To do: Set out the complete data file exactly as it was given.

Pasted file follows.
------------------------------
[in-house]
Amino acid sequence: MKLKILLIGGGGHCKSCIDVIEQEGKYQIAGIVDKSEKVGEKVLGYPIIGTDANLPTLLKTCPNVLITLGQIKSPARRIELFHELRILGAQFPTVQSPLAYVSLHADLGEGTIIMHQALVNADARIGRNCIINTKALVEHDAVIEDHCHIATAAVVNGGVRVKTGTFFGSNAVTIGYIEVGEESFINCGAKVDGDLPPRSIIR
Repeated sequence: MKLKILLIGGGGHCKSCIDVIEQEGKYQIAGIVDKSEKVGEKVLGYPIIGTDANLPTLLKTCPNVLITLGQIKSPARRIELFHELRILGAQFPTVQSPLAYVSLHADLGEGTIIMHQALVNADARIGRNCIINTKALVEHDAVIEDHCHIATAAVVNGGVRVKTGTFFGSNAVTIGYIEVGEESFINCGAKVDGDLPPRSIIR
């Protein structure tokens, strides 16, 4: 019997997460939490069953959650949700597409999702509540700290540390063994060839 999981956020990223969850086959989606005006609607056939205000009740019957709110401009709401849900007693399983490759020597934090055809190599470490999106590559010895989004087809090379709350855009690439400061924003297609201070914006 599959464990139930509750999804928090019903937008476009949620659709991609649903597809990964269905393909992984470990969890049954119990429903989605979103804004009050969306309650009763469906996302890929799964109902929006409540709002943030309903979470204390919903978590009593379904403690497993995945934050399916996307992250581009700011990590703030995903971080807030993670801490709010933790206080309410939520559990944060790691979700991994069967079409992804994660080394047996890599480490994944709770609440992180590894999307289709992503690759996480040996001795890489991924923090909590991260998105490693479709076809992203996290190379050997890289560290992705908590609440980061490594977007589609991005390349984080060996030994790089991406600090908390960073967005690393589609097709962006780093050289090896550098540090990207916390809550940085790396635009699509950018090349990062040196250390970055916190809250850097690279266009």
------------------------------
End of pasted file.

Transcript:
[in-house]
Amino acid sequence: MKLKILLIGGGGHCKSCIDVIEQEGKYQIAGIVDKSEKVGEKVLGYPIIGTDANLPTLLKTCPNVLITLGQIKSPARRIELFHELRILGAQFPTVQSPLAYVSLHADLGEGTIIMHQALVNADARIGRNCIINTKALVEHDAVIEDHCHIATAAVVNGGVRVKTGTFFGSNAVTIGYIEVGEESFINCGAKVDGDLPPRSIIR
Repeated sequence: MKLKILLIGGGGHCKSCIDVIEQEGKYQIAGIVDKSEKVGEKVLGYPIIGTDANLPTLLKTCPNVLITLGQIKSPARRIELFHELRILGAQFPTVQSPLAYVSLHADLGEGTIIMHQALVNADARIGRNCIINTKALVEHDAVIEDHCHIATAAVVNGGVRVKTGTFFGSNAVTIGYIEVGEESFINCGAKVDGDLPPRSIIR
């Protein structure tokens, strides 16, 4: 019997997460939490069953959650949700597409999702509540700290540390063994060839 999981956020990223969850086959989606005006609607056939205000009740019957709110401009709401849900007693399983490759020597934090055809190599470490999106590559010895989004087809090379709350855009690439400061924003297609201070914006 599959464990139930509750999804928090019903937008476009949620659709991609649903597809990964269905393909992984470990969890049954119990429903989605979103804004009050969306309650009763469906996302890929799964109902929006409540709002943030309903979470204390919903978590009593379904403690497993995945934050399916996307992250581009700011990590703030995903971080807030993670801490709010933790206080309410939520559990944060790691979700991994069967079409992804994660080394047996890599480490994944709770609440992180590894999307289709992503690759996480040996001795890489991924923090909590991260998105490693479709076809992203996290190379050997890289560290992705908590609440980061490594977007589609991005390349984080060996030994790089991406600090908390960073967005690393589609097709962006780093050289090896550098540090990207916390809550940085790396635009699509950018090349990062040196250390970055916190809250850097690279266009």